New coalition renews push for more affordable housing in CT

A new multi-year initiative aims to encourage more affordable housing, reduce segregation and push community revitalization in Connecticut.

A new multi-year initiative aims to encourage more affordable housing, reduce segregation and push community revitalization in Connecticut.

Erik Trautmann / Hearst Connecticut Media

About 20 organizations have joined a coalition to support a new, multi-year initiative designed to support more affordable housing and reduce segregation in Connecticut.

The initiative, called Growing Together Connecticut, aims to build 300,000 new housing units and promote revitalization in Connecticut over the next 10 years. Among the first goals is to create a fair share planning and zoning law for zoning reform in the state.

“From our perspective, Connecticut has this sort of dual housing crisis,” said Erin Boggs, executive director of the Open Communities Alliance. The alliance is an organizing member on the steering committee.

“On one hand, we are one of the most expensive states in the country, and on the other, we are one of the most segregated.”

Municipalities would be responsible for building a share of new affordable housing units to meet a statewide goal. A draft bill stipulates the state will determine the need.

The fair share initiative is based on a New Jersey law.

Each municipality’s share is determined through four factors: A town’s wealth as defined by its equalized grand list, the median income compared to other towns in its region, the percentage of housing stock that is multifamily housing, and the rate of poverty in a town, according to initiative documents.

Towns can develop their own plans for how to meet those goals, under the proposal. The proposal also says the state will establish enforcement and incentive tactics to ensure municipalities participate.

“It’s sort of common sense, and it builds off of existing state statutes to say every town has an obligation under state law to be planning and zoning for affordable housing,” Boggs said.

Opponents of zoning reform bills introduced last year said it took too much power away from localities and pushed one-size-fits all solutions for housing on towns. Officials representing Greenwich, Darien and parts of Stamford were among those who spoke out against the reforms.

A lack of affordable housing units has become a growing focal point of political conversation in recent years. Connecticut lacks more than 86,000 units that are available and affordable for its extremely low-income renters, according to estimates from the National Low Income Housing Coalition.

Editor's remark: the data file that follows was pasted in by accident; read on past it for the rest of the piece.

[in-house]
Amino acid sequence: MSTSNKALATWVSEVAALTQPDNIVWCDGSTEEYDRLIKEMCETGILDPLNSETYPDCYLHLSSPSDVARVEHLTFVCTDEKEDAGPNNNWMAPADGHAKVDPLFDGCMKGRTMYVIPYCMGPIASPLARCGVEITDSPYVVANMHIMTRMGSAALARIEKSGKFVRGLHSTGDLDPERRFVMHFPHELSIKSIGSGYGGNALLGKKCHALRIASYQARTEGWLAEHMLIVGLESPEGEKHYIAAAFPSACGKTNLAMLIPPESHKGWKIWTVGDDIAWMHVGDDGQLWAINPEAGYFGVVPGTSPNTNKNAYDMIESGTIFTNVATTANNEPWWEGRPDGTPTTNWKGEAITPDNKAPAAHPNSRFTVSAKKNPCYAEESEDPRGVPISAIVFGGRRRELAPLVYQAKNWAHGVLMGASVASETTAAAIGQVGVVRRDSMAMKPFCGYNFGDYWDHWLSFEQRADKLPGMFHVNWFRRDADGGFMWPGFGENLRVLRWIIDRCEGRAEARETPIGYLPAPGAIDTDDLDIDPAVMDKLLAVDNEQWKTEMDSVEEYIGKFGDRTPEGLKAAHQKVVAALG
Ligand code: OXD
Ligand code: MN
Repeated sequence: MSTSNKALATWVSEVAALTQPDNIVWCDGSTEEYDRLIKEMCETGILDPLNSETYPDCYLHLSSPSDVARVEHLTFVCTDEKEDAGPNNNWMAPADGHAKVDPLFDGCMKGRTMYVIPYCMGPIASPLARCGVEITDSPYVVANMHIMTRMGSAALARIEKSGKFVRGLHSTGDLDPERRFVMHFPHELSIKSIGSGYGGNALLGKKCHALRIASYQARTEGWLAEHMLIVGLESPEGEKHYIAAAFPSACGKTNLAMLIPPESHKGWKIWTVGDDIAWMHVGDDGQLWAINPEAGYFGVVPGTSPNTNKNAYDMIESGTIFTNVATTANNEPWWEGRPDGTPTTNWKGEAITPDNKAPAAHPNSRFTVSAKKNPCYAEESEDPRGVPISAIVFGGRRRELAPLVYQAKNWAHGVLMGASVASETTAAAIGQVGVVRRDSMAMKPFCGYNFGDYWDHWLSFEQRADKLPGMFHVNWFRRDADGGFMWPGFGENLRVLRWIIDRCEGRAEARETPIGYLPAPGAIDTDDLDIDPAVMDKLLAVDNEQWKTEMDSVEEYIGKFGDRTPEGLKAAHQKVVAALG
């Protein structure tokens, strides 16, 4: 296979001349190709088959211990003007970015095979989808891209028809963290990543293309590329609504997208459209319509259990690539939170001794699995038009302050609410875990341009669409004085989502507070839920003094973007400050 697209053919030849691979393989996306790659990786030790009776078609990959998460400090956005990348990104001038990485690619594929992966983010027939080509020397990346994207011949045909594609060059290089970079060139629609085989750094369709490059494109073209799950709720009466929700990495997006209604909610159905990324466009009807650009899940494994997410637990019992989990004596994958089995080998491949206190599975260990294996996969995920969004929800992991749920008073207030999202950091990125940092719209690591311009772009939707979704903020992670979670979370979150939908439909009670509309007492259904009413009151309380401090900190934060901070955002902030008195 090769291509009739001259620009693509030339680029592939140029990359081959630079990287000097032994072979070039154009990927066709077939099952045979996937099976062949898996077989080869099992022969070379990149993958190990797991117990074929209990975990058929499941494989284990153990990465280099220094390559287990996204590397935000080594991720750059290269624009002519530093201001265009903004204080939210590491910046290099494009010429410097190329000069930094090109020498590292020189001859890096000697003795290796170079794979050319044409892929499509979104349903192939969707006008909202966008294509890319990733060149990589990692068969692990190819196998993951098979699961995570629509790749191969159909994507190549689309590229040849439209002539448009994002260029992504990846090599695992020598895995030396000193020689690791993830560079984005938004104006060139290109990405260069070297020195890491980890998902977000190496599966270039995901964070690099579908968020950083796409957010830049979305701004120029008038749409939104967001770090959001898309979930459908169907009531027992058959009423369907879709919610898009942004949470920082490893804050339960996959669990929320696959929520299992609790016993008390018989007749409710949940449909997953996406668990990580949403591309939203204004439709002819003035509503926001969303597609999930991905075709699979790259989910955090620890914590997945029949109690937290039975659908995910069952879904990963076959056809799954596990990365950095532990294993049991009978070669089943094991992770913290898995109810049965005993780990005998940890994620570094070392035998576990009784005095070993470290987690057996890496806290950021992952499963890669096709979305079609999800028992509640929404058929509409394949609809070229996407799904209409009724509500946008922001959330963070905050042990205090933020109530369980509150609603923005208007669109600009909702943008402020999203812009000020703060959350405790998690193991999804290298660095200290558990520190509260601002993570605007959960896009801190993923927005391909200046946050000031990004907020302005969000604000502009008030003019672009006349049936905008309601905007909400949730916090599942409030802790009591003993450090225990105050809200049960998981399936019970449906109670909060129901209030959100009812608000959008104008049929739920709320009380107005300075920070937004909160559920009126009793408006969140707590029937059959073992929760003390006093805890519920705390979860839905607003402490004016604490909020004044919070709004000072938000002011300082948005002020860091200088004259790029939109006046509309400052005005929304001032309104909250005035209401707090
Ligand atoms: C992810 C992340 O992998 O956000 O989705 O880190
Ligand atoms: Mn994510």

Housing is typically considered affordable if a person is spending up to a third of their income on housing costs. Building multi-family housing, which tends to have lower rent costs, is difficult in Connecticut because of what advocates say are restrictive zoning laws.

“It’s really important to provide housing choice to people not only because it’s the right thing to do, but it’s what we need to do to have a vibrant and thriving economy,” said Greg Kirschner, legal director for the Connecticut Fair Housing Center.

The Fair Housing Center is one of the organizations on the Growing Together steering committee.

Creating more affordable housing options that give workers more places to live will make Connecticut a more attractive place for business, Boggs said.

More affordable units in cities with higher property wealth would also mean families with lower incomes can move in and give their children the opportunity to attend school in those municipalities, said Subira Gordon, executive director of ConnCan, another group on the steering committee.

“Property-rich towns are just able to spend so much more on education than property poor towns,” Gordon said. “The outcomes for those students are just likely to be significantly better. That is why we are very interested in staying at the table here because we want to make sure that property-poor towns are able to have the same outcomes as property-rich towns.”

“Giving them housing options are just one of the ways that’s a possibility.”

Other organizations on the steering committee include: the Hispanic Federation, Corporation for Supportive Housing and the Commission on Human Rights and Opportunity.

Other members include: Elm City Communities, Fairfield Center for Housing Opportunity, Partnership for Strong Communities, Commission for Women, Children and Seniors, and Connecticut Voices for Children, among others.

The initiative also includes an “equitable urban investment” portion, documents show.

The groups plan to develop that plan through community listening sessions over the next several months. They’ll tailor priorities based on the feedback they get, but believe many ideas will fall into ways to create wealth, support renters and build community.

Examples may include small business investments, support for subsidized housing and investing in parks and playgrounds.

“To do this right, we really want to ground it in community engagement and community involvement,” Boggs said.